The Los Angeles Alliance for Human Rights, a grassroots advocacy group, announced Wednesday it is suing the city and county in an effort to require both governments to provide thousands of beds for homeless people by this fall.
The organization said it is trying to have the court force the city and the county of Los Angeles to meet their “obligations to provide clean and safe streets for all.” Alliance representatives said they decided to file the lawsuit after spending several months trying to negotiate a settlement.
“Drugs, disease, death and despair have become defining features of many neighborhoods in Los Angeles. There’s no excuse for the status quo,” said Elizabeth Mitchell, an attorney who represents the alliance. “This suit is intended to catalyze change. If we entered into an agreement today, thousands of beds could be available by Thanksgiving. The longer we litigate, the more lives will be lost.”
Rob Wilcox, a spokesman for the City Attorney’s Office, said the office is reviewing the lawsuit and has no further comment at this time.
Calls to the Los Angeles County Counsel were not immediately returned.
Mitchell said the city and county have committed resources to the homeless crisis, but that hasn’t helped enough people, and alleged the inaction violates statutes of due process and equal protection, the Americans with Disabilities Act and the California Environmental Quality Act.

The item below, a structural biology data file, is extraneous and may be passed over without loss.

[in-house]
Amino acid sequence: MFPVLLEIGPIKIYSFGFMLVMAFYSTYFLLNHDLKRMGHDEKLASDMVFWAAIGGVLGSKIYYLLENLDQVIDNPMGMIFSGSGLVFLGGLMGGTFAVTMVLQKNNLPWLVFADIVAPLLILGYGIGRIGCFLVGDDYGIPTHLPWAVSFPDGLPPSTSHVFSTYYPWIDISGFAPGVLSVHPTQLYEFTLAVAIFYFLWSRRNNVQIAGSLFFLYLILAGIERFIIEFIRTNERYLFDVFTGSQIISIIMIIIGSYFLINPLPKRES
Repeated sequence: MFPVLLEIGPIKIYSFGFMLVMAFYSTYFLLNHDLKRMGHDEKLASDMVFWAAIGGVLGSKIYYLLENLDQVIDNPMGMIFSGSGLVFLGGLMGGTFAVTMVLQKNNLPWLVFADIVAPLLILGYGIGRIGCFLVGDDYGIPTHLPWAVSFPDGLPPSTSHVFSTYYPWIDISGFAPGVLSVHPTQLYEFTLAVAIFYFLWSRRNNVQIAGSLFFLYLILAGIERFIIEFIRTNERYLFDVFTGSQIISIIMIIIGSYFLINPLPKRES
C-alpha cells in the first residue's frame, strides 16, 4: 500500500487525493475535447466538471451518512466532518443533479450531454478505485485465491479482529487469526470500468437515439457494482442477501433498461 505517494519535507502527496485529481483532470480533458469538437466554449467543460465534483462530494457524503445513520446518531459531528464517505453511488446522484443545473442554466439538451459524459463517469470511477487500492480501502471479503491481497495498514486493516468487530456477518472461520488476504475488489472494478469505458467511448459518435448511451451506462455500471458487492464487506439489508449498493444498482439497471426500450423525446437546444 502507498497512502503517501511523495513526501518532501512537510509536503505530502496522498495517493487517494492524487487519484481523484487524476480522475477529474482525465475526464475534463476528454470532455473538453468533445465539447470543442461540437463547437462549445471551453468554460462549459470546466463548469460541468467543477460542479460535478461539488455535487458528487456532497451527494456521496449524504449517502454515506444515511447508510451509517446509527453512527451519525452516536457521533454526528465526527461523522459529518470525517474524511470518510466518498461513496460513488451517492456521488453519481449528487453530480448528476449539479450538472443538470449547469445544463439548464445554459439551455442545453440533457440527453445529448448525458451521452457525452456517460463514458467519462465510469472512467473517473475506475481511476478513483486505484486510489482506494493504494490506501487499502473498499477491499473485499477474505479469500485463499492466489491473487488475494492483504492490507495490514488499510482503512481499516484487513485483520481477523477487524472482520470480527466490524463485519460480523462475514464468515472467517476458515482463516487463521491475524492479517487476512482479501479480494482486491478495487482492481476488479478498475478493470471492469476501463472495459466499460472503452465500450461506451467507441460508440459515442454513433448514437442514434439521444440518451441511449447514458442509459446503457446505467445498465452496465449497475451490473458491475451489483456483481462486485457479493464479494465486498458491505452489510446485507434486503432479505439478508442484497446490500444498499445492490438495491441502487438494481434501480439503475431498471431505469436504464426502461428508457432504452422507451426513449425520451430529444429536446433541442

“The Alliance is demanding that the city and county begin working together to identify sites, sources of funding and plans for an additional 22,000 beds to be ready in a matter of months,” she said. “This can be achieved utilizing government properties and a combination of shared housing, sprung structures, tiny houses, tents, inexpensive 3D-printed homes and other financially feasible options.”
Mitchell said the lawsuit is in alignment with Gov. Gavin Newsom’s Homelessness Task Force recommendation of a “legally enforceable mandate” to reduce homelessness.
Representatives of the group told City News Services they are “optimistic” about the possible outcome of the lawsuit, and that they are understanding of the challenges the governments face in trying to find permanent housing for the nearly 60,000 homeless people estimated to be living throughout the county. But they said they want the beds to be available within months, not years.
The Alliance is also seeking to compel both the city and county to create and implement “deadline-driven plans” for encampment reduction, including significant outreach by teams of social, medical and mental health workers.
The city of Los Angeles is in line to build more than 1,000 units of permanent supportive housing for homeless people by the end of this year and about another 7,000 units by 2023. The county’s Measure H is also funding ways to house people.